A Family Interest in Curing HIV
Dr. Andrés Finzi
Andrés Finzi, Ph.D., was a small boy when he learned about HIV from his mother, a doctor who had treated one of the first children diagnosed with HIV in France. Now, an amfAR grantee, Dr. Finzi, of Université de Montréal, is working to expose HIV-infected cells to the immune system, so the body’s natural defenses can eliminate the infected cells and wipe out the virus. In this personal essay, he discusses his early childhood interest in HIV, his current research, and where it fits in our search for a cure.
Dr. Andrés Finzi with his mother Dr. Laura Vega.Since I was a young boy growing up in Patagonia, Argentina, I have been committed to learning everything I could about HIV. My early interest in the virus was inspired by my mother, who is a doctor. In the 1980s, when I was about 3 or 4, she treated one of the first children diagnosed with HIV in France. Very little was known about HIV and AIDS at that time, and there was virtually nothing she could do for the boy.
A few years later, in Argentina, she was asked to give a lecture on HIV. I remember running around the kitchen table as my mother prepared her talk, bombarding her with questions. Finally, she said to me, “You know, Andrés, it is a terrible virus. It actually attacks our own immune system. On top of that, this virus is very, very smart. It is extremely good at hiding.”
Full of youthful innocence, I said, “Well, just expose the virus to the immune system and that’s it!” She replied, “Well, Andrés, it’s a little more complicated than that.”
Of course, she was right. Today, in my laboratory at Université de Montréal, I am still working to expose HIV-infected cells to the immune system so the body’s natural defenses can eliminate the infected cells and wipe out the infection. And, as my mother predicted, it is not easy.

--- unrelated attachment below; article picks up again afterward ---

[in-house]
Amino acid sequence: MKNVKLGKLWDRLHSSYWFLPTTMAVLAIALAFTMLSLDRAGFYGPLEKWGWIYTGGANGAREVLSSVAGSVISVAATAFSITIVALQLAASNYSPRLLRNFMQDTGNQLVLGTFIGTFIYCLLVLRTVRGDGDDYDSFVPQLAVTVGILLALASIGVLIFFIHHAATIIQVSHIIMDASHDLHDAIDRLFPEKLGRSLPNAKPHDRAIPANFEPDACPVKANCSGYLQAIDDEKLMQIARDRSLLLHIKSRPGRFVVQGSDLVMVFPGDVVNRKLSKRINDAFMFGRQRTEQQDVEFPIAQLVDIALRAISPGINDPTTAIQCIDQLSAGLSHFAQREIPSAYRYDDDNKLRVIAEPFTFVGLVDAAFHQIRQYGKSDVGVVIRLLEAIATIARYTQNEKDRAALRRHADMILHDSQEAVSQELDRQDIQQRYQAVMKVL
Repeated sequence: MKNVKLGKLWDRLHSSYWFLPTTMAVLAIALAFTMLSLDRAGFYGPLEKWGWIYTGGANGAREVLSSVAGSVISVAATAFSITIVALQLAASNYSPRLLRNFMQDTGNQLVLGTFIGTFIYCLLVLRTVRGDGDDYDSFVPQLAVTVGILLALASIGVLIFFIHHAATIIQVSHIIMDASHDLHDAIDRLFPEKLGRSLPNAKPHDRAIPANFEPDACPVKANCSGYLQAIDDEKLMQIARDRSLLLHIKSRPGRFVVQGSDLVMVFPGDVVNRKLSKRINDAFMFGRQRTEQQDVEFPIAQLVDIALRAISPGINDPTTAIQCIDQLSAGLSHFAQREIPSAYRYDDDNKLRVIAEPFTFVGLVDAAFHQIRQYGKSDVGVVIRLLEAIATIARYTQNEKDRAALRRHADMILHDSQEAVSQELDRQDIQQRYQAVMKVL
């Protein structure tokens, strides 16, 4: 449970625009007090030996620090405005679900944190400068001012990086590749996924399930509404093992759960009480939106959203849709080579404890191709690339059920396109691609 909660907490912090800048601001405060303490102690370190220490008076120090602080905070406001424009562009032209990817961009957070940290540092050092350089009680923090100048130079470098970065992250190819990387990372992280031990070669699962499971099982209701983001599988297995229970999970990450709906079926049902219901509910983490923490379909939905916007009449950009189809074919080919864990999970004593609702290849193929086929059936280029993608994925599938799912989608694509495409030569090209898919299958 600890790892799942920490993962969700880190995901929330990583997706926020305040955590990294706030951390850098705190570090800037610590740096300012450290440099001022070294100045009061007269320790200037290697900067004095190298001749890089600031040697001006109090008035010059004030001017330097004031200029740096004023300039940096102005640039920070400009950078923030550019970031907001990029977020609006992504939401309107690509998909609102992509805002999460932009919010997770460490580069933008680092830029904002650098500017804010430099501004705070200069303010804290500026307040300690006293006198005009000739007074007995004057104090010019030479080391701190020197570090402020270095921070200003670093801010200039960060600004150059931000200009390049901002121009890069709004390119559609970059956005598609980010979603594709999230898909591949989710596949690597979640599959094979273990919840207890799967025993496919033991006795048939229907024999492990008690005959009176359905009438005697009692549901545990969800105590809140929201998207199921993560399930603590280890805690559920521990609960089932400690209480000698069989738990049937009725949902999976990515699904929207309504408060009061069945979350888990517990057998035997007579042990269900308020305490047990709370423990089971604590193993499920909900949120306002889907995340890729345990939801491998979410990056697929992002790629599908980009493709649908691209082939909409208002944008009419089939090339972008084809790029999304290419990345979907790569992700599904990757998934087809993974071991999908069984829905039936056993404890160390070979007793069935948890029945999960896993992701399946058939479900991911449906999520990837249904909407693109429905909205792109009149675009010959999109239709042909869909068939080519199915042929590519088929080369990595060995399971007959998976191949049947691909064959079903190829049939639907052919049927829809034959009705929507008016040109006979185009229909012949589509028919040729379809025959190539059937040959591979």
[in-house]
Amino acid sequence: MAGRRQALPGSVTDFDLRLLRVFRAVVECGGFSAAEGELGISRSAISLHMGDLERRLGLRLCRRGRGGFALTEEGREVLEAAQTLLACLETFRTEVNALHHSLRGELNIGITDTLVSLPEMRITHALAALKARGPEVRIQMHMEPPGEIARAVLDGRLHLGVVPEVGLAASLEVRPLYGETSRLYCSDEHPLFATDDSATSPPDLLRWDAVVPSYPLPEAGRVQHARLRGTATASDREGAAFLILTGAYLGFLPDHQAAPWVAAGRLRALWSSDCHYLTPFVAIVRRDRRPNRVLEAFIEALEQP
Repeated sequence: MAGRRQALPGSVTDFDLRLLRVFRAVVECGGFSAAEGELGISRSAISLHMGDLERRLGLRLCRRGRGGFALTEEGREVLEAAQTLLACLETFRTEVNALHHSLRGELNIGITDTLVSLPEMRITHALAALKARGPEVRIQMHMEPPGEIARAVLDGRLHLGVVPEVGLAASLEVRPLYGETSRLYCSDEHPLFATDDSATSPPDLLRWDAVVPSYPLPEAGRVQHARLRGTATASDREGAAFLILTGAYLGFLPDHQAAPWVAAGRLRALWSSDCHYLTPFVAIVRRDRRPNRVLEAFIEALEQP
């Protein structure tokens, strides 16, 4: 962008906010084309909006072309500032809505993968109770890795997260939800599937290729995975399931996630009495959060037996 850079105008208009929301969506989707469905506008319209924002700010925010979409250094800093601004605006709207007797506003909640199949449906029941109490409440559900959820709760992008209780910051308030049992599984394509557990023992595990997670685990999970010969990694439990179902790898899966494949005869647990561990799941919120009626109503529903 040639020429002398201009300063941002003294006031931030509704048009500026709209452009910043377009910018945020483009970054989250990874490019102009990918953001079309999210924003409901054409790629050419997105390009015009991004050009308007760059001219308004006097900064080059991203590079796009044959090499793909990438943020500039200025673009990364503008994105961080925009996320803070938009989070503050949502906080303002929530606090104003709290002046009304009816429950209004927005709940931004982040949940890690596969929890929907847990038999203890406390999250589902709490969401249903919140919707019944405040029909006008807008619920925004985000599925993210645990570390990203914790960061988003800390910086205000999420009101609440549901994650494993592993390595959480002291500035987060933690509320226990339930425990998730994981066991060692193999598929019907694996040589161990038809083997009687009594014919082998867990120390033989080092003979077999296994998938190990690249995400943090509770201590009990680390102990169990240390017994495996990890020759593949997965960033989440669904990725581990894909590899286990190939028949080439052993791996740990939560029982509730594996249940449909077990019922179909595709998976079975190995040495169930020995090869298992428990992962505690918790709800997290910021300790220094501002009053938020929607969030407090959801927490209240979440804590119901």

Our immune system does an extraordinary job of fighting infections. One of the first lines of defense is our CD4 (or T-helper) cells, a type of white blood cell that detects intruders like viruses or bacteria and sends signals to activate an immune response that wipes out the infection. At least, that’s how it is supposed to work.
But HIV is clever. The virus infects the CD4 cells, weakening the immune system while producing and releasing thousands more copies of itself. It also covers its tracks.
"But HIV is clever. The virus infects the CD4 cells, weakening the immune system while producing and releasing thousands more copies of itself. It also covers its tracks."
When HIV infects a CD4 cell, it removes the CD4 receptor on the surface of the cell and expresses its envelope glycoproteins required to infect new cells. HIV keeps its envelope closed, so our immune systems cannot read the contents. In other words, our natural defenses don’t recognize – and kill – HIV-infected cells.
But if we could open the envelope, would our bodies be able to identify infected cells and trigger our immune system to attack – and effectively cure – HIV? I believe they could.
Using a molecule similar to CD4 developed by other researchers, my team was able to force open HIV’s “envelope.” And when we did, naturally occurring antibodies suddenly were able to interact with the HIV-infected cells. The antibodies then triggered an immune response that killed the cells harboring the virus.
This is a great step forward! It means we might be able to develop a strategy that could prevent HIV transmission and help eradicate HIV.
It has taken us more than four years of work in the lab to get to this point. Now we need to replicate this experiment in animals, then in human clinical trials. It won’t be easy, but I believe we have a path forward!